As Long as It’s the Right Sound
Lawrence Rosenblum on the hazards of ultra-quiet hybrid cars:
This finding is consistent with a fact many of us have suspected all along: the quietness of slow moving hybrid cars is a danger to all of us—blind and sighted alike. Our auditory systems often work at an implicit level in warning of nearby dangers, allowing us to concentrate on more conscious tasks. Our ability to safely cross a parking lot while we talk to a friend, manage our children, or simply look for where we’ve parked, is aided by our implicit auditory warning system.
In fact, there’s evidence that our brains are exceedingly sensitive to approaching sounds. Research shows that when we hear a sound approach—vs. recede or remain stationary—brain regions associated with attention and motor action are quickly recruited. The auditory brain also possesses a disproportionately large number of cells sensitive to increasing sound loudness: one of the primary cues for perceiving approaching sounds. These brain findings jibe well with perceptual research showing that we consistently over-anticipate the location of approaching sounds. It’s likely that our auditory systems have been designed to use approaching sounds to avoid hazards. If there’s too little sound to effectively engage the system, as is the case with hybrids at low speeds, then any normal distraction becomes hazardous.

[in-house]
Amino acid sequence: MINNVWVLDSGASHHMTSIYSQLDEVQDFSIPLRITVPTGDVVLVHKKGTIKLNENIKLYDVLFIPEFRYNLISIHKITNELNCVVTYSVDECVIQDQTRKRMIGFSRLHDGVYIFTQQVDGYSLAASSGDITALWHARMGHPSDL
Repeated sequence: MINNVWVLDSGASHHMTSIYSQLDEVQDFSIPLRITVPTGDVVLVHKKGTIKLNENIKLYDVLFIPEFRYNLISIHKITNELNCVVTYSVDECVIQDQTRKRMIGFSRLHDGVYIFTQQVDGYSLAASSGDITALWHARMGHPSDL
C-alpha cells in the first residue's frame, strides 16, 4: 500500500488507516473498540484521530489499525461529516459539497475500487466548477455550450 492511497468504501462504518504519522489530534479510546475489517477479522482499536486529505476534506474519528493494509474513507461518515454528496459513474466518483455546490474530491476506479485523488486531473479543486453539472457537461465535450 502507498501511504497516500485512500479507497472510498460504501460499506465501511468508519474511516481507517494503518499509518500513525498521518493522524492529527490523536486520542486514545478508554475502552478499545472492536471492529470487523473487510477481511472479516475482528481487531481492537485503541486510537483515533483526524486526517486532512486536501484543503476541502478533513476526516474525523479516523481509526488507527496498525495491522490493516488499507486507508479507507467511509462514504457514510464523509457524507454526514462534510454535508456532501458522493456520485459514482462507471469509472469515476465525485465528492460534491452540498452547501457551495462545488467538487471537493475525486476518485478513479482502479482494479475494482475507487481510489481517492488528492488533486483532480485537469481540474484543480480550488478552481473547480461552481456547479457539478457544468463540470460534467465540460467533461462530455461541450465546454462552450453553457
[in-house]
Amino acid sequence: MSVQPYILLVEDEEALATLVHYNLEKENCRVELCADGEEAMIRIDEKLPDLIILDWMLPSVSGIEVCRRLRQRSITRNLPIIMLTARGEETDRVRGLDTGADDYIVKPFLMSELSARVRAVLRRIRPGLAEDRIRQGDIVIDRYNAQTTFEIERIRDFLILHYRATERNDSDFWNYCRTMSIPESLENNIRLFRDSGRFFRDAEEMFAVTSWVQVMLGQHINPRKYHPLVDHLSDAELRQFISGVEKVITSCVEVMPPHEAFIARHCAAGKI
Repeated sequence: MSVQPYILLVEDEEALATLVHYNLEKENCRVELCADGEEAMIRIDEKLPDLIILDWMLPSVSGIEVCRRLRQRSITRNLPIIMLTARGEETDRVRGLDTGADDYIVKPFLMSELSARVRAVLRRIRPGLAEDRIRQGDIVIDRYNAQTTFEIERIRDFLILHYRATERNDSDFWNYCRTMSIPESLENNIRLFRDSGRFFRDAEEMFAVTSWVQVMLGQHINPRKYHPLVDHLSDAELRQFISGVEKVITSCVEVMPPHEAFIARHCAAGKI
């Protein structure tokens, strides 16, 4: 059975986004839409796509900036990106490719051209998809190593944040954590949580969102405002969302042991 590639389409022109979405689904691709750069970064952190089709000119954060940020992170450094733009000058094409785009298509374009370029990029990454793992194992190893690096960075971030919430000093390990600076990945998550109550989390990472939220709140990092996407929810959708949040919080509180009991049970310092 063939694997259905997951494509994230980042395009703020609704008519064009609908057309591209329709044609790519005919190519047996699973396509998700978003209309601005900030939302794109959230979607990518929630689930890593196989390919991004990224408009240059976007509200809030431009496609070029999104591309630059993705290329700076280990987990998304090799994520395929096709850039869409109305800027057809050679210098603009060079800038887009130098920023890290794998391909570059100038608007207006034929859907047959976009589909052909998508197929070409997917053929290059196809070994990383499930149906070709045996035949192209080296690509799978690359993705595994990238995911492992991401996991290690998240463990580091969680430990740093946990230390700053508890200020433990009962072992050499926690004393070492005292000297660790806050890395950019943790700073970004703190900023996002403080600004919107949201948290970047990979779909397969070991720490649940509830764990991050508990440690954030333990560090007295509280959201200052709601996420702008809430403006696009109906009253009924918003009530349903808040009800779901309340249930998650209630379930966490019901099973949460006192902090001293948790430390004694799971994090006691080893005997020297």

But our hyper-sensitivity to approaching sounds can also be part of the solution. It means that only a subtle enhancement of sound should be needed. Hybrids and electric cars won’t need to beep, chirp, or produce an alarm to be audible. Beeps and chirps are likely more distracting than they are perceptually useful. The enhancing sound, needed only at slow speeds, could be either the simulated sounds of a very quiet engine (think cooling fan), or of rolling tires. For purposes of both auditory utility and simple familiarity, the safest sounds are car sounds. And these sounds would be barely noticeable for most of us. Not much sound is needed for the auditory system to warn us about hazards, as long as it’s the right sound.
This entry was posted on Friday, October 9th, 2009 at 6:17 am and is filed under Traffic safety. You can follow any responses to this entry through the RSS 2.0 feed. Both comments and pings are currently closed.